More than 50 investor groups released a statement expressing their disagreement with the lawsuit filed against the Securities and Exchange Commission (SEC) by the U.S. Chamber of Commerce, the National Association of Manufacturers, and the Business Roundtable. The lawsuit is in regards to the section of the Dodd-Frank act that requires companies to disclose whether they use minerals from the Republic of Congo.
According to The Wall Street Journal, companies must file a report to the SEC by May 2014 to report if any of their products use tin, gold, tantalum, or tungsten that comes from the Congo area. These raw materials are considered “conflict minerals” because they are thought to help fund armed groups that are involved in labor laws and human rights issues.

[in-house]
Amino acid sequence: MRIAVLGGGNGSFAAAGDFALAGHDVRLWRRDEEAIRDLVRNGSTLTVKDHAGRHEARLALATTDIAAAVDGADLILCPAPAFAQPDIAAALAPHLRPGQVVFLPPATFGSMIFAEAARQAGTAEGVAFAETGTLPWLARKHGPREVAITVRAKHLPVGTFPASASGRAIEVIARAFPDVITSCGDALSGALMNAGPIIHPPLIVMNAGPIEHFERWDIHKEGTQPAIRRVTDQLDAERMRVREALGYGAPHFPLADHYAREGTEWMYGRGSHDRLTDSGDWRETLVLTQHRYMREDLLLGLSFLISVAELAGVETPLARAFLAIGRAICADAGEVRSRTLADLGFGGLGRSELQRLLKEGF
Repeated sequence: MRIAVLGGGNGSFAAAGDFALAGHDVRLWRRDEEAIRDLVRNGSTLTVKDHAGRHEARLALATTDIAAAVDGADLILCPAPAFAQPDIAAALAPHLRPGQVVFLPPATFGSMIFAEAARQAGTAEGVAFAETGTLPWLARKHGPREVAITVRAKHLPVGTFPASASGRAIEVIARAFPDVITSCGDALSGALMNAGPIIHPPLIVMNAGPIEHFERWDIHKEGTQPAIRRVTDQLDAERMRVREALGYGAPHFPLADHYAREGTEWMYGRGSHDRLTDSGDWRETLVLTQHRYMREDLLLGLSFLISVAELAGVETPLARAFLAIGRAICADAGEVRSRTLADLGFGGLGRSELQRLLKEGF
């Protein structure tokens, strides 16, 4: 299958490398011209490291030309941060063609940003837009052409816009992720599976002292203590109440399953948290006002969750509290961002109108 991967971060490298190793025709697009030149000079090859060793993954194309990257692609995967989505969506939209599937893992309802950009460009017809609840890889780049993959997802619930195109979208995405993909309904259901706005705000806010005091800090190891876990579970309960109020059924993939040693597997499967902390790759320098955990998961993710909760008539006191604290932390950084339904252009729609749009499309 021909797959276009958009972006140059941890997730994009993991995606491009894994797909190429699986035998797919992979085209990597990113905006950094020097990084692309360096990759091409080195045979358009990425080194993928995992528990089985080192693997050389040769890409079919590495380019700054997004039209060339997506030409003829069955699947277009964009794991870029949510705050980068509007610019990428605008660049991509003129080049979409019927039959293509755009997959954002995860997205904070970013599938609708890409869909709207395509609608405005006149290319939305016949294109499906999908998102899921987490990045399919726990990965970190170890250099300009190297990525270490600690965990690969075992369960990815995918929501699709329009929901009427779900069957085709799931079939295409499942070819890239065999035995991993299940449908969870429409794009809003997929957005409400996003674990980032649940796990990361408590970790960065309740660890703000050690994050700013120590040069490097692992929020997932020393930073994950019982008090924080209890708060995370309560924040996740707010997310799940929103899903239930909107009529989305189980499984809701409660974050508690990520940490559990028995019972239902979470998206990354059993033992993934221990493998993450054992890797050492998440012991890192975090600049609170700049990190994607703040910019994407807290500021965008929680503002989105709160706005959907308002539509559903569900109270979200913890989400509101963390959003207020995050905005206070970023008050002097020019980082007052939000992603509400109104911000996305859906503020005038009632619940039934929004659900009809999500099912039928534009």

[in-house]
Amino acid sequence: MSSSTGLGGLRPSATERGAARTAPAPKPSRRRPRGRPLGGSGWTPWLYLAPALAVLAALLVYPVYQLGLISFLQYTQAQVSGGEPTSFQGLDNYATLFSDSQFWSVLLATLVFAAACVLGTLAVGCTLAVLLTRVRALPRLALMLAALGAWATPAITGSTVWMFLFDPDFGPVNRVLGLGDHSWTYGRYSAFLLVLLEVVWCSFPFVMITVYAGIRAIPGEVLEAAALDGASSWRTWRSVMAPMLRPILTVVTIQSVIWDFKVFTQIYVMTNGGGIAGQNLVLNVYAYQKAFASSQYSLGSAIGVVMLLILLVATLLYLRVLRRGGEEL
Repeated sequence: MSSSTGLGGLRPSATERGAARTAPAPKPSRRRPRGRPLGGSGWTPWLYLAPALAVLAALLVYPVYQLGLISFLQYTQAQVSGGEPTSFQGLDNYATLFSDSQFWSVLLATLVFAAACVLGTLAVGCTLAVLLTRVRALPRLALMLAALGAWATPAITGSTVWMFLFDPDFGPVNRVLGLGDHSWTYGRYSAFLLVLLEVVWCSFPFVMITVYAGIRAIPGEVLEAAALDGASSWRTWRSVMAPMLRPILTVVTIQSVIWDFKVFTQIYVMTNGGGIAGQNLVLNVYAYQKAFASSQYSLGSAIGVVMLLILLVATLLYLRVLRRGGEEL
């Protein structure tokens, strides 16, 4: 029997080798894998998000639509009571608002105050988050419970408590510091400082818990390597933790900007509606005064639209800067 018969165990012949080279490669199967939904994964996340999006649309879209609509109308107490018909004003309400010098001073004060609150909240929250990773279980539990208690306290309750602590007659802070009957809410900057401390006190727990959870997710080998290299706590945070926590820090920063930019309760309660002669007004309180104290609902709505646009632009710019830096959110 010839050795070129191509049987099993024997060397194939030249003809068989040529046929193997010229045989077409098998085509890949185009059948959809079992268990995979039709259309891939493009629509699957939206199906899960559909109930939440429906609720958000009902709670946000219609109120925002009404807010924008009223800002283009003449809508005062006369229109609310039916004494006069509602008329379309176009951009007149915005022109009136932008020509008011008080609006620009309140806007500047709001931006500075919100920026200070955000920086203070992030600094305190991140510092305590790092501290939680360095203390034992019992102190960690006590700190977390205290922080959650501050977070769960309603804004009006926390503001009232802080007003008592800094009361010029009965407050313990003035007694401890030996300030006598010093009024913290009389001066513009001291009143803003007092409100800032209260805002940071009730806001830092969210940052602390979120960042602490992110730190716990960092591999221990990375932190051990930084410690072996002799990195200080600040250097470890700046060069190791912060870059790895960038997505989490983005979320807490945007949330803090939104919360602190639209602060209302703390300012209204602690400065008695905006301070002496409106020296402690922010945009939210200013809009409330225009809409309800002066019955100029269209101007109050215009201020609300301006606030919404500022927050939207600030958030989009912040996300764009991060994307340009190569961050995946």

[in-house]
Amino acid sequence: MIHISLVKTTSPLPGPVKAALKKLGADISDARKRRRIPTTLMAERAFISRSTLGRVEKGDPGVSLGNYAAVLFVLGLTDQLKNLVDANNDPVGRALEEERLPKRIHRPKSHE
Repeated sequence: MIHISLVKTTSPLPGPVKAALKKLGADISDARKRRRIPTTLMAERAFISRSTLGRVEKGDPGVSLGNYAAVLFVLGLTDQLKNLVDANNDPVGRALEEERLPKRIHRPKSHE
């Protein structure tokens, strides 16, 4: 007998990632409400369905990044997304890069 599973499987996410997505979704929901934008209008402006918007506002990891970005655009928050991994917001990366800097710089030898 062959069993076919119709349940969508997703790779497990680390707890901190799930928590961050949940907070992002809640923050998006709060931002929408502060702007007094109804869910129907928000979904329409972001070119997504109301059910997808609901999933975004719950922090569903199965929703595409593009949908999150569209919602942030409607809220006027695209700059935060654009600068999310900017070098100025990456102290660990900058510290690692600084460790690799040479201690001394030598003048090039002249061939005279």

The letter from these investor groups states, “Given that the long-standing conflict in the Democratic Republic of Congo (DRC) has claimed more than five million lives and contributed to egregious human rights abuses such as rape, child soldiers, and slave labor, we believe companies must disclose their use of conflict minerals.” It goes on to say that, “as investors and fiduciaries with a long-term view of capital appreciation that must meet the interests of multiple generations of beneficiaries, we believe it is important to protect investors through improved disclosure and reporting on social risk factors such as labor practices and human rights.’